לכם("lakem"; two words, "to you all"; 14.4): God is not telling a particular individual to stay still, but the whole nation.  He will fight for all the people, the good, the bad, the lame.  In fact, he is speaking to the people that were just complaining.  He will free all who were enslaved.

תחרישון from חרש ("hkarash"; "be silent"; 14.4)  This word is translated here as "still" but it also means "be silent."  I think the be silent is more relevant here because the Israelites have been complaining.  Its not about "letting go" but "shutting up" ;-)
Here are some other uses of this verb: 
Esther 4:14 For if you keep silence at such a time as this, relief and deliverance will rise for the Jews from another quarter, but you and your father's family will perish. Who knows? Perhaps you have come to royal dignity for just such a time as this."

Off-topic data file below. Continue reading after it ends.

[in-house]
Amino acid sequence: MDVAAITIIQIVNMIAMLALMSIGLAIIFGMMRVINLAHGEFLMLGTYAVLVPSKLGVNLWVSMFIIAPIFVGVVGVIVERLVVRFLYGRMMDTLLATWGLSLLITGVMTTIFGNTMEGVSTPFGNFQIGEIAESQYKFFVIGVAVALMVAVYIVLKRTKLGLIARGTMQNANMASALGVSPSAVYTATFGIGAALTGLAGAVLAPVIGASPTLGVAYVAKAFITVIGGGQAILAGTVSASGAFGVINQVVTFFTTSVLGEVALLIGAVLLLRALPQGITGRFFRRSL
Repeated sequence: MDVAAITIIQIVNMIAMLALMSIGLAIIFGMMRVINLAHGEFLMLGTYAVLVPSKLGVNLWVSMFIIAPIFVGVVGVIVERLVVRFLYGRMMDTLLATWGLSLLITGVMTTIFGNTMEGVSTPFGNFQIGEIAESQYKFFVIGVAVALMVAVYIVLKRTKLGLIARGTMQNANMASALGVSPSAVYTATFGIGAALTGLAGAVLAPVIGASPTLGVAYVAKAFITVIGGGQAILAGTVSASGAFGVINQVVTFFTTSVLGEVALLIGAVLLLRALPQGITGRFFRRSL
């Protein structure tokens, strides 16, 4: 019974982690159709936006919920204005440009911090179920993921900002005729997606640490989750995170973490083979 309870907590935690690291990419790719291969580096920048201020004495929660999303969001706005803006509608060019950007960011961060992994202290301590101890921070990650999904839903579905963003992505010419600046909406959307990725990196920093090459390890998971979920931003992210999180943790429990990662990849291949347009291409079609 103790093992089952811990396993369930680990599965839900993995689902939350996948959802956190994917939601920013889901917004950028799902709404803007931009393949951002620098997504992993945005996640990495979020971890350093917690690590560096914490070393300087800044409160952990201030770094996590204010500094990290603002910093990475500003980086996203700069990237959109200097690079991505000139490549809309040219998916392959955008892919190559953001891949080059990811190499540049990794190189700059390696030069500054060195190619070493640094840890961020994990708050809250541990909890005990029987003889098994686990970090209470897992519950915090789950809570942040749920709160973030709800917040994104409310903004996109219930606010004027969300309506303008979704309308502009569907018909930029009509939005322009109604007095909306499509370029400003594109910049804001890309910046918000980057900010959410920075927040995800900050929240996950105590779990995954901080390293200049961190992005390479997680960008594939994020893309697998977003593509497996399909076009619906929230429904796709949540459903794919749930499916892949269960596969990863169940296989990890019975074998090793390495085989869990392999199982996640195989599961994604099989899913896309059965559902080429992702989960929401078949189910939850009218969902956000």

Job 33:33 If not, listen to me; be silent, and I will teach you wisdom.
1 Samuel 7:8 The people of Israel said to Samuel, "Do not be silent in crying out to the LORD our God for us, and pray that he may save us from the hand of the Philistines."

רוח  ("ruach", "spirit"/"wind"; 14:21)  When I first read vs 21, I was thinking a lot of Genesis 1:  The Spirit moving; God dividing things; dry land appearing.  As it turns out, none of the words really match up.  Divide and dry land are different words than in Genesis 1.  Spirit here really means east wind...but...but...it is worth pointing out that the Spirit must be sent to engage against the forces of chaos and death.  I don't think one really stretches the Hebrew or theological narrative to say that the Exodus recalls, if not relives, the creation story of a God whose Spirit moves against chaos to create life.